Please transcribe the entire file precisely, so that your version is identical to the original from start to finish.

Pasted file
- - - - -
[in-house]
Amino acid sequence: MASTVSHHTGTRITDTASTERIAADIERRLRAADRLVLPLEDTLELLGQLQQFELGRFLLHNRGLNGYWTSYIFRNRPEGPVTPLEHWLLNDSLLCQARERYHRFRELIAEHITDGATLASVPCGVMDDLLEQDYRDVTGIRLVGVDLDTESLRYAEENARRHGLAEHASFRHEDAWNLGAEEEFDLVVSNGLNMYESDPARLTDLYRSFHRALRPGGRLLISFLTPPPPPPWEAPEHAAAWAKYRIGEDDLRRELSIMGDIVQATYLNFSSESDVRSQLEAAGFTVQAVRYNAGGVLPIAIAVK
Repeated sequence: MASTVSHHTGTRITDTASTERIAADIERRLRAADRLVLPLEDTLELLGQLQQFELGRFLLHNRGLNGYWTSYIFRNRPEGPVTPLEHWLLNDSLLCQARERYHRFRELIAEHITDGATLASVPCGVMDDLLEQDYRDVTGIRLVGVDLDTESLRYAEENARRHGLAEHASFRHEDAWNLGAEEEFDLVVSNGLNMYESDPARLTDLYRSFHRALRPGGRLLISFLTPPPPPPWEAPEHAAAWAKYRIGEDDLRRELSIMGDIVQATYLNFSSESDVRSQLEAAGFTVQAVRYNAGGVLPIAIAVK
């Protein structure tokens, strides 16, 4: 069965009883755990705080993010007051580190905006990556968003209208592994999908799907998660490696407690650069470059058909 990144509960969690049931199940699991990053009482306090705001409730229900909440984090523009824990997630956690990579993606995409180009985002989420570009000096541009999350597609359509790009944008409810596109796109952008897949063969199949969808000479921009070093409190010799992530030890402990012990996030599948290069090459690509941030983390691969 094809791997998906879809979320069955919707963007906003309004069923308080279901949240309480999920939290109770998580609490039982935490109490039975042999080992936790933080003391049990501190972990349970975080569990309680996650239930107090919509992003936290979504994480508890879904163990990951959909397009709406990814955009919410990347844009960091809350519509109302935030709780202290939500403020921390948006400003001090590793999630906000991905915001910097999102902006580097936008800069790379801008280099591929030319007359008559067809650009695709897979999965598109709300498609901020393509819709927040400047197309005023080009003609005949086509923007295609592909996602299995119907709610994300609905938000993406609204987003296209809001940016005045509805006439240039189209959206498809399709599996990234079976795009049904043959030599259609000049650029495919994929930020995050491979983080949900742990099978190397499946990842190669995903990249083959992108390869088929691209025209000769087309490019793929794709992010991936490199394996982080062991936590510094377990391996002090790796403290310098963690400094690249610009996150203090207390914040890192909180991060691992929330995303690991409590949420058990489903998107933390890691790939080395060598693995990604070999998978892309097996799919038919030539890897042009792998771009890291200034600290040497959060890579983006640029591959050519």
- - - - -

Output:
[in-house]
Amino acid sequence: MASTVSHHTGTRITDTASTERIAADIERRLRAADRLVLPLEDTLELLGQLQQFELGRFLLHNRGLNGYWTSYIFRNRPEGPVTPLEHWLLNDSLLCQARERYHRFRELIAEHITDGATLASVPCGVMDDLLEQDYRDVTGIRLVGVDLDTESLRYAEENARRHGLAEHASFRHEDAWNLGAEEEFDLVVSNGLNMYESDPARLTDLYRSFHRALRPGGRLLISFLTPPPPPPWEAPEHAAAWAKYRIGEDDLRRELSIMGDIVQATYLNFSSESDVRSQLEAAGFTVQAVRYNAGGVLPIAIAVK
Repeated sequence: MASTVSHHTGTRITDTASTERIAADIERRLRAADRLVLPLEDTLELLGQLQQFELGRFLLHNRGLNGYWTSYIFRNRPEGPVTPLEHWLLNDSLLCQARERYHRFRELIAEHITDGATLASVPCGVMDDLLEQDYRDVTGIRLVGVDLDTESLRYAEENARRHGLAEHASFRHEDAWNLGAEEEFDLVVSNGLNMYESDPARLTDLYRSFHRALRPGGRLLISFLTPPPPPPWEAPEHAAAWAKYRIGEDDLRRELSIMGDIVQATYLNFSSESDVRSQLEAAGFTVQAVRYNAGGVLPIAIAVK
């Protein structure tokens, strides 16, 4: 069965009883755990705080993010007051580190905006990556968003209208592994999908799907998660490696407690650069470059058909 990144509960969690049931199940699991990053009482306090705001409730229900909440984090523009824990997630956690990579993606995409180009985002989420570009000096541009999350597609359509790009944008409810596109796109952008897949063969199949969808000479921009070093409190010799992530030890402990012990996030599948290069090459690509941030983390691969 094809791997998906879809979320069955919707963007906003309004069923308080279901949240309480999920939290109770998580609490039982935490109490039975042999080992936790933080003391049990501190972990349970975080569990309680996650239930107090919509992003936290979504994480508890879904163990990951959909397009709406990814955009919410990347844009960091809350519509109302935030709780202290939500403020921390948006400003001090590793999630906000991905915001910097999102902006580097936008800069790379801008280099591929030319007359008559067809650009695709897979999965598109709300498609901020393509819709927040400047197309005023080009003609005949086509923007295609592909996602299995119907709610994300609905938000993406609204987003296209809001940016005045509805006439240039189209959206498809399709599996990234079976795009049904043959030599259609000049650029495919994929930020995050491979983080949900742990099978190397499946990842190669995903990249083959992108390869088929691209025209000769087309490019793929794709992010991936490199394996982080062991936590510094377990391996002090790796403290310098963690400094690249610009996150203090207390914040890192909180991060691992929330995303690991409590949420058990489903998107933390890691790939080395060598693995990604070999998978892309097996799919038919030539890897042009792998771009890291200034600290040497959060890579983006640029591959050519």